The last time the County was caught violating federal statutes, most Commissioners recognized the severity of the potential penalties and quickly reached a settlement with the Town. This time, instead of attempting to negotiate a settlement with the Town, the County has sued the Town in the state courts and tried to completely ignore the federal statutes.

    It would appear that someone told the Commissioners that if they could force the Town to accept a new contract they could ignore the federal rules they agreed to follow. I did not know it was possible for a Town or a County to contract with each other to ignore federal rules designed to protect the public from unscrupulous officials operating the government for the benefit of private interests.

    Because I believe the evidence makes it clear that Union County has operated its Public Works Department in a way that subsidizes some private interests at the expense of the public, I have been fascinated by its attempt(s) to reroute water without public scrutiny.

    I even wrote about an earlier variation of the current interbasin transfer plan all the way back in 2012. In 2010 an attempt was made to sneak a bill through the legislature to make it easier to get approval of interbasin transfers, as described in the July 10, 2012 Daily Haymaker:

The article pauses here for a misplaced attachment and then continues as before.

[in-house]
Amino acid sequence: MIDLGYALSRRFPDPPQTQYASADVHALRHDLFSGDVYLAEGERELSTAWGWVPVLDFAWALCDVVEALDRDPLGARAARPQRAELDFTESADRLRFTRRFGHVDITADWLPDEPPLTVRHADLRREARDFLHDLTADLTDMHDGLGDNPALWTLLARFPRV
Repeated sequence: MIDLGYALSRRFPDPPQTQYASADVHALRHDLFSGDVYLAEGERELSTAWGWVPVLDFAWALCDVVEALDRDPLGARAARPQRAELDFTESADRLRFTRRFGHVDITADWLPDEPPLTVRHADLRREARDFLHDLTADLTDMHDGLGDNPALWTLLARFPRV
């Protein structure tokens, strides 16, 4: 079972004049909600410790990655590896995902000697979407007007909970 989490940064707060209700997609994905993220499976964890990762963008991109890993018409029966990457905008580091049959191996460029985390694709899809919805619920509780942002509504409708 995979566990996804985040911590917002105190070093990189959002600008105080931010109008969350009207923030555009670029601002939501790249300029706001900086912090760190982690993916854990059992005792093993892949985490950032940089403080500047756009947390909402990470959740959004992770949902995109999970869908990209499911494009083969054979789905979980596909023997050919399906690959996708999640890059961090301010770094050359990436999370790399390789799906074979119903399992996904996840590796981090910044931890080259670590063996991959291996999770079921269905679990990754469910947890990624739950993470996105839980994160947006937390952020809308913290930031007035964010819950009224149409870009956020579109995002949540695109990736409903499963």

“On April 21, 2010, Gibson lied to the Committee on Water Resources and Infrastructure to advance a bill, H802, deceptively designed to drastically change the interbasin transfer rules to reduce public notice requirements.

    “In order to explain this one, I’m going to have to admit that Representative Gibson was of tremendous assistance to me when he served in the legislature. I couldn’t possibly review all of the bills filed, but Gibson was my spotter. When he was interested in a bill, I became interested, because there was usually more to it than was immediately apparent.

    “In the case of H802, it seemed a simple study committee bill to define river basins. But Gibson was the sponsor so I read it and re-read it until I understood the trick. The new definition meant that most of the rivers in the state, all of the rivers that were tributaries of larger rivers, were no longer defined as rivers and transfers between any of the rivers in a major river basin were no longer covered by the IBT rules that required public disclosure and input on transfers between them.

    “Rather than being a boring, minor housekeeping bill, H802 was actually a big money bill. While it had huge possibilities statewide, a simple example should make the point.